WASHINGTON – Democrats are expressing reluctance and sometimes outright opposition to President Bush's plans for action against Iraq, even though they were on board with former President Clinton's plans to attack the rogue nation four years ago.
"His regime threatens the safety of his people, the stability of his region, and the security of all the rest of us," Clinton said in February 1998. "Some day, some way, I guarantee you, he'll use the arsenal. Let there be no doubt, we are prepared to act.
"I know the people we may call upon in uniform are ready. The American people have to be ready as well," he added.
The words came within weeks of Senate Concurrent Resolution 71, co-sponsored by Senate Democratic leader Tom Daschle and a dozen other Democrats.
The resolution condemned "in the strongest possible terms" Iraq's continued threat to international peace and security, and urged then-President Clinton to "take all necessary and appropriate actions to respond to the threat posed by Iraq's refusal to end it's weapons of mass destruction programs."
Among the Democratic co-sponsors were Sens. Patrick Leahy of Vermont, Chris Dodd of Connecticut, Max Cleland of Georgia, Robert Torricelli of New Jersey, Bob Graham of Florida and John Kerry of Massachusetts.
These days, they and other Democrats express doubt and reluctance to use force, but four years ago, Democrats in the House and Senate got downright hawkish, advocating an attack if Saddam Hussein did not comply with every detail of all the United Nations' weapons sanctions.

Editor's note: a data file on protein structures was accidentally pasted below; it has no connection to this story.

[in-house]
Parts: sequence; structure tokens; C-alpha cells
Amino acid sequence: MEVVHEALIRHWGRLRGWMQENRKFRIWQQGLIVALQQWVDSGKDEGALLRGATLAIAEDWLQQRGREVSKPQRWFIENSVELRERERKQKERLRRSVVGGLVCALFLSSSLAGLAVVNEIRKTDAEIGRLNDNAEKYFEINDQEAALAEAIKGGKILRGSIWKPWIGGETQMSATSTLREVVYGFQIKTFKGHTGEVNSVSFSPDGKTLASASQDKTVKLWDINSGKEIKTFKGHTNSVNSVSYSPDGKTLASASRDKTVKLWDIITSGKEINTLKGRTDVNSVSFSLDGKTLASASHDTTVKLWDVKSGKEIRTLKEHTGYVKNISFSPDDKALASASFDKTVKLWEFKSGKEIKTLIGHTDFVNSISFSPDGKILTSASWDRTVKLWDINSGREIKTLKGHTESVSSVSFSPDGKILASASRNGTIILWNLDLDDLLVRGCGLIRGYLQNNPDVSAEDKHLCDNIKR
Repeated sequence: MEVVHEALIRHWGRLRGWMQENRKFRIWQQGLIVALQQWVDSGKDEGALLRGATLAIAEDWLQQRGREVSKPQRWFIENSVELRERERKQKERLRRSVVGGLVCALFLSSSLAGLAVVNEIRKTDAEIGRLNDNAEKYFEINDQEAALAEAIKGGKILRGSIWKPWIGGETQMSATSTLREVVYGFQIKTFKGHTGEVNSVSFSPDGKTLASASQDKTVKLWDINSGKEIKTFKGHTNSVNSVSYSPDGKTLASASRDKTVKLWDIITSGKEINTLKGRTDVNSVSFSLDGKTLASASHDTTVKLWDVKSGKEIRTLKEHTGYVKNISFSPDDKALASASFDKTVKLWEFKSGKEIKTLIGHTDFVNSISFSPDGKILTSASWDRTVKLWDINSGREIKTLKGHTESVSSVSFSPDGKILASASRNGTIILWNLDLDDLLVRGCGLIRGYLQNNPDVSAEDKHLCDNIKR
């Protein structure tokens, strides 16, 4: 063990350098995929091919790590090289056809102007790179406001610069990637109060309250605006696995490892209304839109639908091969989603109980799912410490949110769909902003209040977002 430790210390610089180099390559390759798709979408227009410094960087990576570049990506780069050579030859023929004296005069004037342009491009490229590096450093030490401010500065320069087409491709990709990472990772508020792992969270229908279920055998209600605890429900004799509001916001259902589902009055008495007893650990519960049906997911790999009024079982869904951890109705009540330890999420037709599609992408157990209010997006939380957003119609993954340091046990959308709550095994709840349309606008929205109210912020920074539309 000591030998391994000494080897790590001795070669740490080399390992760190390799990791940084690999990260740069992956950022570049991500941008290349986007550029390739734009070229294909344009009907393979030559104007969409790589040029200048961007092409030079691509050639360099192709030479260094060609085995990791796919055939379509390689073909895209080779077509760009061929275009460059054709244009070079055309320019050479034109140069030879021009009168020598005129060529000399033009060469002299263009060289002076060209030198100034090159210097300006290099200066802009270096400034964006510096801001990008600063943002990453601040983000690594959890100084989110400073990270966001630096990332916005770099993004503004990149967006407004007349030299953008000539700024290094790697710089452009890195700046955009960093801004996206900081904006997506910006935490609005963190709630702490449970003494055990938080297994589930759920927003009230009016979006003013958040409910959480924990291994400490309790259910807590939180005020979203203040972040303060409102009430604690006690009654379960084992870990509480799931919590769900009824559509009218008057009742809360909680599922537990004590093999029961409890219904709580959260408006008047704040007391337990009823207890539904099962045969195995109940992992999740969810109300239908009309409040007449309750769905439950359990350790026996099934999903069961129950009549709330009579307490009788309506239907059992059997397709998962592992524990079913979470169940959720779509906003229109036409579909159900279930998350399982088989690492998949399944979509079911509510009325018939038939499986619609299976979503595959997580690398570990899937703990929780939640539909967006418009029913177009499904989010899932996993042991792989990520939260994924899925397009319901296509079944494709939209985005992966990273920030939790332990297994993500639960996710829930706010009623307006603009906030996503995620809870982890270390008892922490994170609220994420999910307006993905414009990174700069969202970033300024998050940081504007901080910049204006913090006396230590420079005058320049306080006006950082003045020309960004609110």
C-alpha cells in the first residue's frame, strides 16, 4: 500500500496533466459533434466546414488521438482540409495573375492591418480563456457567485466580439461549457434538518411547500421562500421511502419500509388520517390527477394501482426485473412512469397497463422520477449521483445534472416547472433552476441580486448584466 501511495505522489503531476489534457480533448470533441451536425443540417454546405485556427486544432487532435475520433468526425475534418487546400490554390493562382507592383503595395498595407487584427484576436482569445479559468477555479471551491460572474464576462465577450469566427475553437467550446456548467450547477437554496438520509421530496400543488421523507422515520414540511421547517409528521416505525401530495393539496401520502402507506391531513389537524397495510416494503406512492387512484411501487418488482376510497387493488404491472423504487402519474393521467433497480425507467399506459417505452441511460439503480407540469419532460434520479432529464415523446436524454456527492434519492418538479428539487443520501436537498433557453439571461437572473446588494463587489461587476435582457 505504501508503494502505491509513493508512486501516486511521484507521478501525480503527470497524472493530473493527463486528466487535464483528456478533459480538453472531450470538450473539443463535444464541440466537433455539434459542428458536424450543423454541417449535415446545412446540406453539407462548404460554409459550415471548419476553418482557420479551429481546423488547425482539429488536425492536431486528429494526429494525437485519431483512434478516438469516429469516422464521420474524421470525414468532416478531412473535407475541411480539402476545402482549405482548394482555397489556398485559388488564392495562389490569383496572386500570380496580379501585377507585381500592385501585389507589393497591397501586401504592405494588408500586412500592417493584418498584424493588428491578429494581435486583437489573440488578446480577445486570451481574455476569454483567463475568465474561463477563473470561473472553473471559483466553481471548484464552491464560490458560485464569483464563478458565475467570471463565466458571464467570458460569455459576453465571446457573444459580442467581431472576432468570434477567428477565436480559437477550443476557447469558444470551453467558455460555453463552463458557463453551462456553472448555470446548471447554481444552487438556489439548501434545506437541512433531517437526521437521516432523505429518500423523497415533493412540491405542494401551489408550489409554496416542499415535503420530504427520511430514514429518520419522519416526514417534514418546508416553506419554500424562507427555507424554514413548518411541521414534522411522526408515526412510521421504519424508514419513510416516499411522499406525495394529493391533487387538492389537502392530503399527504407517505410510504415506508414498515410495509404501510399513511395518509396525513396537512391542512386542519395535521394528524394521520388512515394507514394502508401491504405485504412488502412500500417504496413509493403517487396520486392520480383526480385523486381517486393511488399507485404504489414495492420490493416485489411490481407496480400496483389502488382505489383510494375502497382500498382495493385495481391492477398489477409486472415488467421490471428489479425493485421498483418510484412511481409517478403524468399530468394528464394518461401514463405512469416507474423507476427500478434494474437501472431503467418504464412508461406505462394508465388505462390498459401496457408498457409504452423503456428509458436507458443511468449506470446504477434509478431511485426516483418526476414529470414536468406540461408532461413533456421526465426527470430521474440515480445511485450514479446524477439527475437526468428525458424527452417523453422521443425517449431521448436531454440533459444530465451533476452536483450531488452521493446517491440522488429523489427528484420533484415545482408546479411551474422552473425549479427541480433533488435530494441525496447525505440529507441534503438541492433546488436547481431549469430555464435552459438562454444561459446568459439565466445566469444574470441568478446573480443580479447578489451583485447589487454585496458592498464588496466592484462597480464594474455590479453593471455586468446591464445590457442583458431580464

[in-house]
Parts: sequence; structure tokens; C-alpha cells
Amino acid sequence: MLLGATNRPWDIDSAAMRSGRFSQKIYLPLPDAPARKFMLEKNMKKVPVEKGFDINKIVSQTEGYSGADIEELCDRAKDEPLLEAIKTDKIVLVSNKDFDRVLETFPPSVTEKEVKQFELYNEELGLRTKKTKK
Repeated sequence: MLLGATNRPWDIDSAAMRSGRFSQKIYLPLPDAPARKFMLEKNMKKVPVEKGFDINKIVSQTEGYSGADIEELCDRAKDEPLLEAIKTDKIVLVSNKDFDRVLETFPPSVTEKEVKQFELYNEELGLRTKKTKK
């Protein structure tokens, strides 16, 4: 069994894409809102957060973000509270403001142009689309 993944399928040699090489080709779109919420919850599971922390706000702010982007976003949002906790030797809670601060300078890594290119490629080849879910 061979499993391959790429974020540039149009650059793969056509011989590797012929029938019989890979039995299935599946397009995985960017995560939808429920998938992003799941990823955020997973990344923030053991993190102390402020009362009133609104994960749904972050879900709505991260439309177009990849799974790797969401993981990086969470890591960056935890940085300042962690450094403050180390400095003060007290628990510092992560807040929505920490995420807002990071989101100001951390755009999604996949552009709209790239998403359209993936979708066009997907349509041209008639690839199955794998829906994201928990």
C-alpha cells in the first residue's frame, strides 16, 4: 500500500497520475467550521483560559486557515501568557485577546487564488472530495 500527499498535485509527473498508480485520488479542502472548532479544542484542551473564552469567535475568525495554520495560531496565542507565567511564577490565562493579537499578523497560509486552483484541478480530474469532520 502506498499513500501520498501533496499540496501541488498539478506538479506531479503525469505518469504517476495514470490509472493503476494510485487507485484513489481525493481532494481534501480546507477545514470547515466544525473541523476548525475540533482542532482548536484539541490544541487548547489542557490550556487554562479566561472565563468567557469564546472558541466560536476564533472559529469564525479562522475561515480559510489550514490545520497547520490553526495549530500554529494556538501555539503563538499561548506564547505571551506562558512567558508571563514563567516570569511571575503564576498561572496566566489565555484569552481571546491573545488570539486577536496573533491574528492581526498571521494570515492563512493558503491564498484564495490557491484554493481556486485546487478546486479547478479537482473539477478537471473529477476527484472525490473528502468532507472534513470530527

"If not, it's back to business. It is the use of force. It is a swift response militarily and by whatever other means may be necessary," Daschle said in a speech in late February 1998.
"I think that it is going to have to be more than a mere thump, as we say in Missouri. It's going to have to be a major, major strike," said Democratic Rep. Ike Skelton.
Congress never voted on the resolution urging force because Iraqi President Saddam Hussein promised again to comply with the U.N. sanctions at the last minute. He broke that promise only a few days later when he threw the U.N. weapons inspectors out of Iraq altogether.
After that event four years ago, Daschle said that "if nothing changes, the use of force at some point would be inevitable."
But four days ago, Daschle sounded a different tune.
"What has changed over the course of the last 10 years that brings this country to the belief that it has to act in a pre-emptive fashion?"
What has changed by most accounts is that after four years of continued weapons development, Saddam is even more dangerous than he was when Daschle was advocating military action.
What also has changed is the resident of the White House, a Republican president, who maintains very high popularity ratings.